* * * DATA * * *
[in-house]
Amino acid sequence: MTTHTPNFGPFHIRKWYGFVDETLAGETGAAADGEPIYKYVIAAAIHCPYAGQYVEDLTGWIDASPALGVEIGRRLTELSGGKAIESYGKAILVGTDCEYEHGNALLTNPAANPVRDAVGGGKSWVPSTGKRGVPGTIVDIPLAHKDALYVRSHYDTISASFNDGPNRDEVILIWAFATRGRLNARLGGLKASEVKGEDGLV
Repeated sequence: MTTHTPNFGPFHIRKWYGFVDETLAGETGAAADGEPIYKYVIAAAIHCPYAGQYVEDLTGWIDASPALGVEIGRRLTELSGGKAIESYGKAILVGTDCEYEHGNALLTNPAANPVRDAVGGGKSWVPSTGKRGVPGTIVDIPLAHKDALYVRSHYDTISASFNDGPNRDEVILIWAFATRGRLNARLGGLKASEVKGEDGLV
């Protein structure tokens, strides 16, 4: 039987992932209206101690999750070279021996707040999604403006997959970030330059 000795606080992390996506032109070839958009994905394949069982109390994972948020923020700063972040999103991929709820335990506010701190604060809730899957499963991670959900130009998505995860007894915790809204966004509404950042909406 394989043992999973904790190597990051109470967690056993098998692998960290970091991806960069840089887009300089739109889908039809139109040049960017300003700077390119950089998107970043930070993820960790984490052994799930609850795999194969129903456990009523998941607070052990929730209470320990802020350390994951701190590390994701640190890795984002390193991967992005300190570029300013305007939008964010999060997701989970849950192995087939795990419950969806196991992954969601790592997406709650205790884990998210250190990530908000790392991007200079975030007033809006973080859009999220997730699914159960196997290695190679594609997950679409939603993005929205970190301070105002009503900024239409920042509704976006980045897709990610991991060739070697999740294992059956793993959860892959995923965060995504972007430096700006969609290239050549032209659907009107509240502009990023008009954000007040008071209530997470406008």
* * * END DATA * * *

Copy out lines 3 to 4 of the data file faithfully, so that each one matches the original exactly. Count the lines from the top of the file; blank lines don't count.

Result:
Repeated sequence: MTTHTPNFGPFHIRKWYGFVDETLAGETGAAADGEPIYKYVIAAAIHCPYAGQYVEDLTGWIDASPALGVEIGRRLTELSGGKAIESYGKAILVGTDCEYEHGNALLTNPAANPVRDAVGGGKSWVPSTGKRGVPGTIVDIPLAHKDALYVRSHYDTISASFNDGPNRDEVILIWAFATRGRLNARLGGLKASEVKGEDGLV
């Protein structure tokens, strides 16, 4: 039987992932209206101690999750070279021996707040999604403006997959970030330059 000795606080992390996506032109070839958009994905394949069982109390994972948020923020700063972040999103991929709820335990506010701190604060809730899957499963991670959900130009998505995860007894915790809204966004509404950042909406 394989043992999973904790190597990051109470967690056993098998692998960290970091991806960069840089887009300089739109889908039809139109040049960017300003700077390119950089998107970043930070993820960790984490052994799930609850795999194969129903456990009523998941607070052990929730209470320990802020350390994951701190590390994701640190890795984002390193991967992005300190570029300013305007939008964010999060997701989970849950192995087939795990419950969806196991992954969601790592997406709650205790884990998210250190990530908000790392991007200079975030007033809006973080859009999220997730699914159960196997290695190679594609997950679409939603993005929205970190301070105002009503900024239409920042509704976006980045897709990610991991060739070697999740294992059956793993959860892959995923965060995504972007430096700006969609290239050549032209659907009107509240502009990023008009954000007040008071209530997470406008």